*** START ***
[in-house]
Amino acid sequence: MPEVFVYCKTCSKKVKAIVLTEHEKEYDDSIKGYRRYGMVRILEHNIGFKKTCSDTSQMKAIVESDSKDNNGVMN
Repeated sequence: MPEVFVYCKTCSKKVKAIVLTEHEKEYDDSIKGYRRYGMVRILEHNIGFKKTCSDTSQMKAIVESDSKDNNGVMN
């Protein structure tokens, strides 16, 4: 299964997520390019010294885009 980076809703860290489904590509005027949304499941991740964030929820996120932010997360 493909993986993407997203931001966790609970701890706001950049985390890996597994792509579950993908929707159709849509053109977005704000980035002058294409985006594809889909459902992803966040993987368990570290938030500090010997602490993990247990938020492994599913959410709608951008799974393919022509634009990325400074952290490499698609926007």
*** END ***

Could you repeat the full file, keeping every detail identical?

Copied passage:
[in-house]
Amino acid sequence: MPEVFVYCKTCSKKVKAIVLTEHEKEYDDSIKGYRRYGMVRILEHNIGFKKTCSDTSQMKAIVESDSKDNNGVMN
Repeated sequence: MPEVFVYCKTCSKKVKAIVLTEHEKEYDDSIKGYRRYGMVRILEHNIGFKKTCSDTSQMKAIVESDSKDNNGVMN
């Protein structure tokens, strides 16, 4: 299964997520390019010294885009 980076809703860290489904590509005027949304499941991740964030929820996120932010997360 493909993986993407997203931001966790609970701890706001950049985390890996597994792509579950993908929707159709849509053109977005704000980035002058294409985006594809889909459902992803966040993987368990570290938030500090010997602490993990247990938020492994599913959410709608951008799974393919022509634009990325400074952290490499698609926007």